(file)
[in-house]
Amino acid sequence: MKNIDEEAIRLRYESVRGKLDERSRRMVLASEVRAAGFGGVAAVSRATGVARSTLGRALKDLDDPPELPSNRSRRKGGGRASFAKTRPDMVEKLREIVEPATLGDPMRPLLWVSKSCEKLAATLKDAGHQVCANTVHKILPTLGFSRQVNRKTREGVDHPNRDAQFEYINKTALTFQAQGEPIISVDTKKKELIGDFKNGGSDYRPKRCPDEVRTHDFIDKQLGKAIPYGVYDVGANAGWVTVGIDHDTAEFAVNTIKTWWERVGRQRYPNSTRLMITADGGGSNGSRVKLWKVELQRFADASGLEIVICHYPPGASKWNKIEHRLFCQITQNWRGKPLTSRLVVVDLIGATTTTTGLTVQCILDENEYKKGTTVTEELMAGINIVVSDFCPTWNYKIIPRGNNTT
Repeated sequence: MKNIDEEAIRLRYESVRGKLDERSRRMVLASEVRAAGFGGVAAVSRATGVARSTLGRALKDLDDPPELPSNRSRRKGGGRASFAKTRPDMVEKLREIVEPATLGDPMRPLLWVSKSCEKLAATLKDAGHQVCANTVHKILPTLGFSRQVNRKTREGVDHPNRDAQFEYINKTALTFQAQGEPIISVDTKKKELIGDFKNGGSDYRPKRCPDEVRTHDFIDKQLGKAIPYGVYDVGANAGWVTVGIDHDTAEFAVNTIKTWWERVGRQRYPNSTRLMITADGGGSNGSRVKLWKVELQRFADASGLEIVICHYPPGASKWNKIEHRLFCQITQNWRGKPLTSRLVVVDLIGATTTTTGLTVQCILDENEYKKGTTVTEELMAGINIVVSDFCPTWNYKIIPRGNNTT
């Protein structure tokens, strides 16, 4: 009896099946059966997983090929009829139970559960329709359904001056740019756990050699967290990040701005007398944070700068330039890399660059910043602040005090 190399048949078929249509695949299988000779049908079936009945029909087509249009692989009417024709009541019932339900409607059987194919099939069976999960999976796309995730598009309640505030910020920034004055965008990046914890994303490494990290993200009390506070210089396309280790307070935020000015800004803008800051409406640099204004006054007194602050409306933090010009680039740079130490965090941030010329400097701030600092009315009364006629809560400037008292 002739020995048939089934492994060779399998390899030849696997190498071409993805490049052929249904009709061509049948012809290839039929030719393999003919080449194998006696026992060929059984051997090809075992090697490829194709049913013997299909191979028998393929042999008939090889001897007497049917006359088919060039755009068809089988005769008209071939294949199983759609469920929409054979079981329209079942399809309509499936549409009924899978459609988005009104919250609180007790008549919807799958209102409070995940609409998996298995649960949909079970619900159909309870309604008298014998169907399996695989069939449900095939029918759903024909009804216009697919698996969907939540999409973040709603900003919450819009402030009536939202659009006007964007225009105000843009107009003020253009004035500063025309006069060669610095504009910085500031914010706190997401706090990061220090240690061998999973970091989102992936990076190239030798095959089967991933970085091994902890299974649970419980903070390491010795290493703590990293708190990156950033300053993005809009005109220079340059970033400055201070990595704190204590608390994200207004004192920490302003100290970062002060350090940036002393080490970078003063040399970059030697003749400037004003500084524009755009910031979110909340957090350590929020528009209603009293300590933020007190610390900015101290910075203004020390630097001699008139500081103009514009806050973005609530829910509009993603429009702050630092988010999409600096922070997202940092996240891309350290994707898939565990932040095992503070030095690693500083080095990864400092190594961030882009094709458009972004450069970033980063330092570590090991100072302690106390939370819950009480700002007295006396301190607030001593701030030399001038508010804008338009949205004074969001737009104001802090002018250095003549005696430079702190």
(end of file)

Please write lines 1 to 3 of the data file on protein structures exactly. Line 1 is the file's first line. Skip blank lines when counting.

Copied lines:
[in-house]
Amino acid sequence: MKNIDEEAIRLRYESVRGKLDERSRRMVLASEVRAAGFGGVAAVSRATGVARSTLGRALKDLDDPPELPSNRSRRKGGGRASFAKTRPDMVEKLREIVEPATLGDPMRPLLWVSKSCEKLAATLKDAGHQVCANTVHKILPTLGFSRQVNRKTREGVDHPNRDAQFEYINKTALTFQAQGEPIISVDTKKKELIGDFKNGGSDYRPKRCPDEVRTHDFIDKQLGKAIPYGVYDVGANAGWVTVGIDHDTAEFAVNTIKTWWERVGRQRYPNSTRLMITADGGGSNGSRVKLWKVELQRFADASGLEIVICHYPPGASKWNKIEHRLFCQITQNWRGKPLTSRLVVVDLIGATTTTTGLTVQCILDENEYKKGTTVTEELMAGINIVVSDFCPTWNYKIIPRGNNTT
Repeated sequence: MKNIDEEAIRLRYESVRGKLDERSRRMVLASEVRAAGFGGVAAVSRATGVARSTLGRALKDLDDPPELPSNRSRRKGGGRASFAKTRPDMVEKLREIVEPATLGDPMRPLLWVSKSCEKLAATLKDAGHQVCANTVHKILPTLGFSRQVNRKTREGVDHPNRDAQFEYINKTALTFQAQGEPIISVDTKKKELIGDFKNGGSDYRPKRCPDEVRTHDFIDKQLGKAIPYGVYDVGANAGWVTVGIDHDTAEFAVNTIKTWWERVGRQRYPNSTRLMITADGGGSNGSRVKLWKVELQRFADASGLEIVICHYPPGASKWNKIEHRLFCQITQNWRGKPLTSRLVVVDLIGATTTTTGLTVQCILDENEYKKGTTVTEELMAGINIVVSDFCPTWNYKIIPRGNNTT